11. Torah4Me, since the Bais Din took over ownership, they have the right to sell it and share profit with the farmer.

    #25 and #7, I am guessing the point was that these farmers committed to it for future years, and perhaps, to be Shomer Shabbos for this period as well.

    As for me, I agree the miracle was great, but a greater miracle is that the farmers who have suffered losses in the past even when keeping Shemitta continue to do so unquestioningly.

    HaShem’s promise to give three years of blessing is only if you ask what you will eat. If you don’t ask, you will be sustained miraculously and be satisfied with less.

    Mi k’amcha Yisrael?

  12. the point of the story is that the guy kept shmitah and his crops maintained!!! SOMETIMES LOOKING TOO DEEPLY INTO SOMETHING ISN’T GOOD EITHER!!! who cares about the other stuff??!!
    although i do agree with #21 they could have left the first and last paragraph out.

  13. # 26 – I am no expert – however I believe that there are two benefits – one is that the freezing and destruction of a crop is harmful to the tree and will cause deterioration of the tree and future production, two – the bananas can be distributed to poor people. Irregardless it is an obvious miracle.

  14. This farmer’s produce was designated to become the property of Otzar Beis Din and would be distributed in full accordance with Halacha. They can then sell it according to Halacha, which would allow him to recoup some the costs. (unlike the regular for-profit sale.)

  15. #26 – The farmer became part of the Otsar Beis Din. This means that the Beis Din can hire people to pick his bananas and then sell them for cost price – just to cover the cost of the picking and shipping. The farmer and Beis Din do not make a profit.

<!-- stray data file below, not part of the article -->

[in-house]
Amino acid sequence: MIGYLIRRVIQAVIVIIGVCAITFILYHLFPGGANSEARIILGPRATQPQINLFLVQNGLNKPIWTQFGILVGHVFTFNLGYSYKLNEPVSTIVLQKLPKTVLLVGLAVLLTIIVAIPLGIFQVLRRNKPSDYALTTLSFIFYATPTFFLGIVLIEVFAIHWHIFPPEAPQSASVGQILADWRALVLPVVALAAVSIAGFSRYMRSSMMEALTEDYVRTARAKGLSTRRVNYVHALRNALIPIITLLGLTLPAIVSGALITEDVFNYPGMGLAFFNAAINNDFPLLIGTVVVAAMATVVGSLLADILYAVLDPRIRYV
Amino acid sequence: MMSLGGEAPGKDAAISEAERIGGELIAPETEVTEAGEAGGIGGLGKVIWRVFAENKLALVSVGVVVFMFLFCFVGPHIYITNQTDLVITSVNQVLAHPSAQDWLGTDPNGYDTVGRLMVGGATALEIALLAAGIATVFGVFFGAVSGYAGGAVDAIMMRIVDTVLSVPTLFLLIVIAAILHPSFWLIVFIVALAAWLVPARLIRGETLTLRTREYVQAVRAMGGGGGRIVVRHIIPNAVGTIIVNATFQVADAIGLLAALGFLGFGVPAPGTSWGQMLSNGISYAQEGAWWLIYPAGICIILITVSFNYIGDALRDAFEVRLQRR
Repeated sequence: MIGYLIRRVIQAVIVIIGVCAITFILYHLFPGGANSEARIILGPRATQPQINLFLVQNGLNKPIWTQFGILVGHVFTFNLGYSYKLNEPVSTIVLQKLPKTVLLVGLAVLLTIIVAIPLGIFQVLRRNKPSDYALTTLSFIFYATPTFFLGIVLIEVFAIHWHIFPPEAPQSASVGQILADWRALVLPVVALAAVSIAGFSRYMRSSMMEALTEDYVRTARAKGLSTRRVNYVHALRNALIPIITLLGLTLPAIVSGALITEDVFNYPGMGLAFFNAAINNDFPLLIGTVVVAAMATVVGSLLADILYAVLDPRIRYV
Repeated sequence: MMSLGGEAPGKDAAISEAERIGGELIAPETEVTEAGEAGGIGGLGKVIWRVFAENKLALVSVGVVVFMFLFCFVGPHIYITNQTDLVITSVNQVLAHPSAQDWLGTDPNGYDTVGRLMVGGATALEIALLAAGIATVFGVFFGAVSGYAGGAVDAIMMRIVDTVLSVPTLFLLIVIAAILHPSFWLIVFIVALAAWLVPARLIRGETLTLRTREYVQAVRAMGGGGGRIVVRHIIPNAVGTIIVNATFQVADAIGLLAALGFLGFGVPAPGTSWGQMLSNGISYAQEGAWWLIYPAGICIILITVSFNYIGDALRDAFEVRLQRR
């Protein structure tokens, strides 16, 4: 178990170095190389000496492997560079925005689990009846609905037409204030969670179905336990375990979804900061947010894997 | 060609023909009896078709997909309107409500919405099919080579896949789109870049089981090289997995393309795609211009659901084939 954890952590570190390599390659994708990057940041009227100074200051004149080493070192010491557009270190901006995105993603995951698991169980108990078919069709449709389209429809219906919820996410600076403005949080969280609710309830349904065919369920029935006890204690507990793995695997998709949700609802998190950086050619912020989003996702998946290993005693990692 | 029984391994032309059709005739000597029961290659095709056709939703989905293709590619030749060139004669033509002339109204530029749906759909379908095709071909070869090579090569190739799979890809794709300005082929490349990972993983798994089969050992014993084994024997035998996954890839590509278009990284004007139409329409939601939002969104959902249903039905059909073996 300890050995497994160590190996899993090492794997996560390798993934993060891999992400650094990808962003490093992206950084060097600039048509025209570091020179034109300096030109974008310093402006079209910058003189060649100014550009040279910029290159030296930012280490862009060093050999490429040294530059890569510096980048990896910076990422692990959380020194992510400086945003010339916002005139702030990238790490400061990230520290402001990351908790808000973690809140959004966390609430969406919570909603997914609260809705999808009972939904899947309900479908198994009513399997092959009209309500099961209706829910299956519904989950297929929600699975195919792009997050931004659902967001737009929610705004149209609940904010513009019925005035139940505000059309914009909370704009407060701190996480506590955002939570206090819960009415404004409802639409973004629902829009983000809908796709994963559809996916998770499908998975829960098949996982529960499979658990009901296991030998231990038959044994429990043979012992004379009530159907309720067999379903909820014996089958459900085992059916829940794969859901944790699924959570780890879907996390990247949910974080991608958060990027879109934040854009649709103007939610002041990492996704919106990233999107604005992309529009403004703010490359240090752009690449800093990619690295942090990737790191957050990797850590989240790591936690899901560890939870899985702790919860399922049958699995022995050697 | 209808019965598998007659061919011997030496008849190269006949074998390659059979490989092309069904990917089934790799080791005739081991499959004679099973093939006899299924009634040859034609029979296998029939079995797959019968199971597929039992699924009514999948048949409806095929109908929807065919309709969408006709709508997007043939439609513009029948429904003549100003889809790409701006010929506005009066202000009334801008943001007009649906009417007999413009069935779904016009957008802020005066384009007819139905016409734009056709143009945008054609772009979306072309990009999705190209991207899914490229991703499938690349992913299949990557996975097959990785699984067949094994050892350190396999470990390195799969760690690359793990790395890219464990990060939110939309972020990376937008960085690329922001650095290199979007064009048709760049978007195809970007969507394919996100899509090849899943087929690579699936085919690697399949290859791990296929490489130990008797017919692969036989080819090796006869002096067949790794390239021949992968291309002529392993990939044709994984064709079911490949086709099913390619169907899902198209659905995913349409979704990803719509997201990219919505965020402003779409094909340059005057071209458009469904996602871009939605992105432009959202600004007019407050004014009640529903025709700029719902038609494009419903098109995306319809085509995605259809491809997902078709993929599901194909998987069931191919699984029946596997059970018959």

In this case, even though he can’t make a profit from these bananas, he still witnessed the open miracles that
    1)his trees are still healthy and not frozen (which will probably be better for next year’s crop) and
    2) The non-frum public will not even have the option of buying his neighbor’s bananas which are considered treif (if they were cooked in a pot, the pot would have to be kashered) and that the only available bananas are from his feilds which through the Otsar Beis Din are permitted to be bought and eaten.

    (As a side point, Otsar Beis Din only works for fruits. Vegetables which have the prohibition of “sfichim” can not be sold at all during shmitah – even through a Beis Din.)

  16. #21, and #29 – it appears to me that this story was actually made into a story because it was experienced and reported first hand by Rabbi Bloom!! What exactly bothers you about the fact that Rabbi Bloom is the person whose personal and “askanic” interest in Keren HaShviis was the factor that made this story available to you??

    If it were an anecdote that got publicized because Charlie Brown was the one whose interest and involvement made it public, would it equally bother you to know that???

  17. I would like to have a map of where the field is.